The case of Villarosa V Ryan (2018) has been a complex one. However, the recent ruling and slight amendments to the Housing and Urban Development Act 1993, will now permit an executor to apply for a lease extension without the usual two year waiting period.
Under the 1993 leasehold reform, a tenant must have acquired the lease for more than two years before requesting a lease extension.
This case begins with the death of the original owner of the leasehold in 2007. The executors were appointed and the grant of probate was obtained in 2010. The property was then sold in April 2016, nine years after the owner’s death and six years after the executors were granted probate rights.
The case was originally brought forward by the purchaser, Ms Villarosa. Having purchased the property in April 2016, it was officially registered with the HM Land Registry (HMLR) in June 2016. During the months in between, the executors of the estate and sellers of the flat had served a section 42 notice to the freeholder, Mr Ryan, requesting a lease extension before the flat was registered by HMLR.
The notice was served on the understanding that the executors had been acting as tenants for over the minimum period of two years, as is the law for leaseholders.
Mr Ryan, the freeholder to the building, disputed the section 42 notice on two counts. Firstly, it had been served more than two years after the grant of probate was awarded. Under executorship laws, the leasehold extension should have been served within two years of the grant of probate; highlighting the confusing and contradictory rules that executors face in leasehold cases. Additionally, Mr Ryan also said that the notice was invalid because the sale was already complete when the notice was issued, although the property had not been registered with HMLR.
The executors, naïve to the many laws that restricted their actions, were victim of an array of ambiguous and conflicting legislation, highlighting the importance of seeking professional advice.
The county court found in favour of the freeholder on the basis that the notice should have been issued within two years of the grant of probate; the court also stated that if the section 42 notice had been issued within the allotted time frame, the court would have acknowledged and validated the notice. They also claimed that the notice would have been valid because the property was not officially registered with the new owner.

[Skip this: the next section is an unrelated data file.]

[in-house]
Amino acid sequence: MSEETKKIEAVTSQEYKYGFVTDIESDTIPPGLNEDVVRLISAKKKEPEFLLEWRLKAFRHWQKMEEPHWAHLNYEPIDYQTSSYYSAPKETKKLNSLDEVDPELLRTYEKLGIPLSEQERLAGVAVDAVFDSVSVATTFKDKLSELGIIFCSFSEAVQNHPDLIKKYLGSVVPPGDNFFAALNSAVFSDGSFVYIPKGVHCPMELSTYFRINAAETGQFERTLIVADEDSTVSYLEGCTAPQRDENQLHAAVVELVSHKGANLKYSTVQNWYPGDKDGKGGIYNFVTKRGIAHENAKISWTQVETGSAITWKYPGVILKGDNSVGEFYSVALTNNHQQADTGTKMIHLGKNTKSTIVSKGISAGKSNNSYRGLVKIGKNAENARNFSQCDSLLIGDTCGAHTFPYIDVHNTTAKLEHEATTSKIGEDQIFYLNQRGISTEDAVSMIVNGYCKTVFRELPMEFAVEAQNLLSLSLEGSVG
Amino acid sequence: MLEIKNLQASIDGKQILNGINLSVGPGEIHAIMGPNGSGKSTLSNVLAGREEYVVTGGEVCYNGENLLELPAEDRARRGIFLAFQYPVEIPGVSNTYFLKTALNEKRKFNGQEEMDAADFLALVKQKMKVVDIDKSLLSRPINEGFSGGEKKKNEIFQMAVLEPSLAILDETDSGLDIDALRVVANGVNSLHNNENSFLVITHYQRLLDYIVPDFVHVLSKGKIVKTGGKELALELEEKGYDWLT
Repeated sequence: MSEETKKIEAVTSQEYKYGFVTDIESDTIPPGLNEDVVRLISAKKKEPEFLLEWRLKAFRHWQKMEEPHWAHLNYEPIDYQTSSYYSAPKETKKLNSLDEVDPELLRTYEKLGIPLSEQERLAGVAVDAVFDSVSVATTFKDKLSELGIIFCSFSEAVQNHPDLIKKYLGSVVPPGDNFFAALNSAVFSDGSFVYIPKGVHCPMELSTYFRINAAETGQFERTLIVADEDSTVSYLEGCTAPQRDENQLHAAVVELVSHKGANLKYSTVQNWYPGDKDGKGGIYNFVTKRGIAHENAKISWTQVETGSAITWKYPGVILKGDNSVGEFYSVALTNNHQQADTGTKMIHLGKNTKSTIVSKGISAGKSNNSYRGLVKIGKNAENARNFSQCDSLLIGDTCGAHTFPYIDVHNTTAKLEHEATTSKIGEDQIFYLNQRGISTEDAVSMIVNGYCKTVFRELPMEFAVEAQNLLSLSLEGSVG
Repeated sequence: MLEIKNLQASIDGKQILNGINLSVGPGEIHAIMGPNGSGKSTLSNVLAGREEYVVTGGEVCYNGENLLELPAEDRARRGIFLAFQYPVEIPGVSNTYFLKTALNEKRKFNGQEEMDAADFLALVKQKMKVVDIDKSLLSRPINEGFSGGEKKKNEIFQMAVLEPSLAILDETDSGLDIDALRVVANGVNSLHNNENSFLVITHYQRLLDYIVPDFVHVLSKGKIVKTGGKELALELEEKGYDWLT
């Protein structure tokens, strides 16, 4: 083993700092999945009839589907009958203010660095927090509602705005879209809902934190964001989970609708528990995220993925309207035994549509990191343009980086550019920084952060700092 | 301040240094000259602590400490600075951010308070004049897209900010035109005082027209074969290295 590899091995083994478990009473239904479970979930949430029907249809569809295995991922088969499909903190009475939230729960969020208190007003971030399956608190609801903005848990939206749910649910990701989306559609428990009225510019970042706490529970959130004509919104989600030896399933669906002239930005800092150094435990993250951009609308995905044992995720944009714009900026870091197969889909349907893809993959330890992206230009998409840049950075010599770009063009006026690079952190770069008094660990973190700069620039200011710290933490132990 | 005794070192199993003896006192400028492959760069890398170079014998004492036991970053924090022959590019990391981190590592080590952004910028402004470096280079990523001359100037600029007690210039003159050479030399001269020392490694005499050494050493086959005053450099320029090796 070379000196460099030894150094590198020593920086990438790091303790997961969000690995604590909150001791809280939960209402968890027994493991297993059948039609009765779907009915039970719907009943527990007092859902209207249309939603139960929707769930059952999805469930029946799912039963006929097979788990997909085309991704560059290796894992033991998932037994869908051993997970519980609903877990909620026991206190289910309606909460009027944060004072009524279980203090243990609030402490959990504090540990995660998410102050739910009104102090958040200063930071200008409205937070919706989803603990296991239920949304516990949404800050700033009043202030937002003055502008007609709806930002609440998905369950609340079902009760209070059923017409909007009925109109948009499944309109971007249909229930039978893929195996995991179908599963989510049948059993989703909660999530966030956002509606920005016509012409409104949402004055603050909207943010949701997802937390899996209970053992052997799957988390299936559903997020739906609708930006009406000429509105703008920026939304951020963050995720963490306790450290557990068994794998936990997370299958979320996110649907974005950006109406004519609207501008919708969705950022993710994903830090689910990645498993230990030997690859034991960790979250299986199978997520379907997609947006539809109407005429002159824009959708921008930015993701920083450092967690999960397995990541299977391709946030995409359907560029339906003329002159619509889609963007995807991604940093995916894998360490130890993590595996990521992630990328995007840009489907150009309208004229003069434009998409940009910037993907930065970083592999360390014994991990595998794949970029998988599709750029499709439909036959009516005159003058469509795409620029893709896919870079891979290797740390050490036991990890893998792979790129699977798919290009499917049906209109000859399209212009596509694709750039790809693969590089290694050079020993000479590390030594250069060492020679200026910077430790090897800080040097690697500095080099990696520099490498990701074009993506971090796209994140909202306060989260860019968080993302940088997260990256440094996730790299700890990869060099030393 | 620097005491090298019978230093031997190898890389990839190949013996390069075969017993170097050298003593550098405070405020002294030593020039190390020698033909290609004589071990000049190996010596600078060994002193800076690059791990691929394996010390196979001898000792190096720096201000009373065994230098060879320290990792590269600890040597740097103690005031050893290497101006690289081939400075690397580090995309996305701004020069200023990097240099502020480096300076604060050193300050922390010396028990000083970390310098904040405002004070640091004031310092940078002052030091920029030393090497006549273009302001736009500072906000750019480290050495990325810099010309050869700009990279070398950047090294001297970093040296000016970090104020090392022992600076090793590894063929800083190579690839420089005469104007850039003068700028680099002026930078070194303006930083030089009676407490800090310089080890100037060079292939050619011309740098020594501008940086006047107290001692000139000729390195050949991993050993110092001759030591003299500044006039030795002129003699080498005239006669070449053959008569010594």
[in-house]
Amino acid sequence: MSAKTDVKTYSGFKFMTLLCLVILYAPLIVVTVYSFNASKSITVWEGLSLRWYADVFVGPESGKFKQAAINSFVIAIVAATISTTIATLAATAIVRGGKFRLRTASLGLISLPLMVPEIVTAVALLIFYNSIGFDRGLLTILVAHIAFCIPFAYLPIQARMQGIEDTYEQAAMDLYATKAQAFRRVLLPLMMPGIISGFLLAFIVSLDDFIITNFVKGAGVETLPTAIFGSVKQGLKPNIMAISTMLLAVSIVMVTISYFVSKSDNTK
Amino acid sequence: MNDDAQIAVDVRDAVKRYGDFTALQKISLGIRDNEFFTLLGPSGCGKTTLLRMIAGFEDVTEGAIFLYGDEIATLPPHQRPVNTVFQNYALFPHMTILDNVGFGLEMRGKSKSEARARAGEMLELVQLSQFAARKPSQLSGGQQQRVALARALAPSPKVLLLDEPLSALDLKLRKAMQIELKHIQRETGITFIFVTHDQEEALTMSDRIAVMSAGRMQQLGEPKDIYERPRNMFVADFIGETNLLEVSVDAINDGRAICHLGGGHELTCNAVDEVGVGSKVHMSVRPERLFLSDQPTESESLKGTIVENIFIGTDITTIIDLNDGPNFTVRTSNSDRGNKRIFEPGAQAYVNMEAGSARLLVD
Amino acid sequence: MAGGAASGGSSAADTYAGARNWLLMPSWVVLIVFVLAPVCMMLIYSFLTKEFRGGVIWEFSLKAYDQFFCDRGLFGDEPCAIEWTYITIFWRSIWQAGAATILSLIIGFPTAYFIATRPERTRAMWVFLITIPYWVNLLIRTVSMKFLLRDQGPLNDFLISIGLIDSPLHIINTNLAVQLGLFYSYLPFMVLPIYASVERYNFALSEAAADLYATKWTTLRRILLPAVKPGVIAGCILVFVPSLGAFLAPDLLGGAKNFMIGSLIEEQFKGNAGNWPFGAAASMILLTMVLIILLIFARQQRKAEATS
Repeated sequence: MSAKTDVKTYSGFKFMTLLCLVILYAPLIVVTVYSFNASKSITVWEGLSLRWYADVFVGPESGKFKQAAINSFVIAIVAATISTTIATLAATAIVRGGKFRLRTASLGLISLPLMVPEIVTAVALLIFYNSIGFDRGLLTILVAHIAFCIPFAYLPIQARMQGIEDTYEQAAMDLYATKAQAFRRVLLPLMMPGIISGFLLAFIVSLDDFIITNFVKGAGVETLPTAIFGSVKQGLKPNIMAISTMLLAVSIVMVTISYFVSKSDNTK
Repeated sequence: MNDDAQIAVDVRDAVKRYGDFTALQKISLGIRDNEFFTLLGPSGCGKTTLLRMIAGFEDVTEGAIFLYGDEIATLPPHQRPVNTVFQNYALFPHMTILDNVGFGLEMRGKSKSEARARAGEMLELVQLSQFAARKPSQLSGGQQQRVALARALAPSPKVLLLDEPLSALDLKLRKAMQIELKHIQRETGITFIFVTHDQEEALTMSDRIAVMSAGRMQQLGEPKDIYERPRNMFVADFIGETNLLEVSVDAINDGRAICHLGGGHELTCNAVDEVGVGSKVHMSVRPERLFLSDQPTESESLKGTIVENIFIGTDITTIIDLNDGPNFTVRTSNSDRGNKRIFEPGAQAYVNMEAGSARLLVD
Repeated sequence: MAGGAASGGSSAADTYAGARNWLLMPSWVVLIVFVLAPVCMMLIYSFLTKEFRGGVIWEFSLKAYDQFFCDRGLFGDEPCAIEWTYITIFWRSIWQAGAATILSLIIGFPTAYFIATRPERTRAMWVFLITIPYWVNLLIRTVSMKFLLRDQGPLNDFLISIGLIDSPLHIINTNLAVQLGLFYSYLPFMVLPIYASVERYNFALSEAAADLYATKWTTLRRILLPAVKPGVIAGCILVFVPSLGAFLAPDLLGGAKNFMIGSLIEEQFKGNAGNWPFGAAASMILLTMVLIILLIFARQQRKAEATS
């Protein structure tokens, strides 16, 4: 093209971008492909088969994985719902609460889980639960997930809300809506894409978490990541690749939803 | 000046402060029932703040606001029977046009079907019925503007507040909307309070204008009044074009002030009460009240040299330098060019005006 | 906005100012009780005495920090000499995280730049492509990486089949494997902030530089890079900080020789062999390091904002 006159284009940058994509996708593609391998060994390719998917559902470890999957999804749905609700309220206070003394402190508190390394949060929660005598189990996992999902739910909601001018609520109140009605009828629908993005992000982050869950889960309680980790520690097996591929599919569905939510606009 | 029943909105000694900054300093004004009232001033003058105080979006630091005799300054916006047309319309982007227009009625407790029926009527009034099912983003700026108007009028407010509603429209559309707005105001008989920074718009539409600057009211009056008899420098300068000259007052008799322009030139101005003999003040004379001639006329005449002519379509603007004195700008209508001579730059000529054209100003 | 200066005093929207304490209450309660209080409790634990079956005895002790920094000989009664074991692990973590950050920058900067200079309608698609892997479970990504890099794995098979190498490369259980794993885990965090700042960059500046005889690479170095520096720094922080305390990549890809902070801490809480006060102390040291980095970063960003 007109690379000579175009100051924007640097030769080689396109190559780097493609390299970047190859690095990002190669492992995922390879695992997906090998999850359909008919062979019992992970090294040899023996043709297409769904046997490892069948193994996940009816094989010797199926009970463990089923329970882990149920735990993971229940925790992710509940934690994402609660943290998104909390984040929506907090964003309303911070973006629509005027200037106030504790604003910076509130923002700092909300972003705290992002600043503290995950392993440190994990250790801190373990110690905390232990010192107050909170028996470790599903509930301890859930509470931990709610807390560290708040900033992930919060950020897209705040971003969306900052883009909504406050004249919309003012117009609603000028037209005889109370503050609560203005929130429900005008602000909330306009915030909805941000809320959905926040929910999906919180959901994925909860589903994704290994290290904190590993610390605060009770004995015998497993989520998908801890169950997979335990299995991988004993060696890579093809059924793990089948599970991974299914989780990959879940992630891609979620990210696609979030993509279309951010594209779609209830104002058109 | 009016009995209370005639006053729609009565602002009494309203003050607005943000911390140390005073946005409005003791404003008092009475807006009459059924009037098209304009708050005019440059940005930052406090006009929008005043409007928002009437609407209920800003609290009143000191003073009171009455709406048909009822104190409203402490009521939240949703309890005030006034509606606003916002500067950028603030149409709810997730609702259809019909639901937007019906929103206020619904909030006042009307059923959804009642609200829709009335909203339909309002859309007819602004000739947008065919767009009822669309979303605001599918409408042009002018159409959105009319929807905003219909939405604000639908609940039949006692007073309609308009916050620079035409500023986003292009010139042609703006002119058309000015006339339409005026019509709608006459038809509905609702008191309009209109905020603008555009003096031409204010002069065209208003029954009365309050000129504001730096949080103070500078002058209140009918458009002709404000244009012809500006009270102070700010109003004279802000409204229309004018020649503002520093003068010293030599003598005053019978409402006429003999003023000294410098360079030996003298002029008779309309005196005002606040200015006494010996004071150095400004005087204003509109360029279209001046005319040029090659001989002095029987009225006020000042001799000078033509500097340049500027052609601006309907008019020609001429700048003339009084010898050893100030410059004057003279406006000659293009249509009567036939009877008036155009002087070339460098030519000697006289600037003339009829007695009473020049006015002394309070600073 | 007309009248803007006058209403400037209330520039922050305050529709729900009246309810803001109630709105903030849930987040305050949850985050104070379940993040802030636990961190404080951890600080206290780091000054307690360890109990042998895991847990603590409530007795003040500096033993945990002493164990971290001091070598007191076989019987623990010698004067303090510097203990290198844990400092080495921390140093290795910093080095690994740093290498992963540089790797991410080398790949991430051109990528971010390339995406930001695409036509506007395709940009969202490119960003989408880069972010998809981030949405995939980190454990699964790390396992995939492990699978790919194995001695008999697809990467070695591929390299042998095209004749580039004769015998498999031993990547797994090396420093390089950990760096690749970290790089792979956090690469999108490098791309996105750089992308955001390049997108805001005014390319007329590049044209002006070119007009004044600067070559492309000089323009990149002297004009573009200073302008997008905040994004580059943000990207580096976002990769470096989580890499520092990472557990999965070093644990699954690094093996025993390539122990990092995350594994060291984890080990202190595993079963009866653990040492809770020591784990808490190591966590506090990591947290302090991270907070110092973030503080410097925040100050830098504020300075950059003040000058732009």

The court has confirmed that the two rules should not be exclusive, with the notice being served within two years of probate being considered an additional right of the executor if they wish to sell the property before they meet the two year criteria of trust a leaseholder would need to comply with. If an executor maintains the property over the two year grant of probate, they should still be allowed to acquire a leasehold extension because they had completed the obligatory two year requirement.
On that basis, the executors would be eligible to obtain a lease earlier than the 1993 legislation would usually allow, which would make closing the estate a lot easier. Similarly, if the grant of probate exceeds two years, they should be able to obtain a lease because they themselves have owned the property on trust for more than the minimum timeframe.
Following the case, the court issued guidance to executors in this position; best practice would see a notice being served to the freeholder before any sale of the property is completed.
Villarosa V Ryan (2018) has eliminated the complex and confusing laws that inadvertently placed speedbumps in the way of the executors. The myriad of legislation that had created contradictions only led to issues that prevented the executors from easily and independently closing the estate. A new and updated court understanding will allow executors to avoid these issues in the future.
Have you experienced executors struggling to sell leasehold property because of similar stipulations?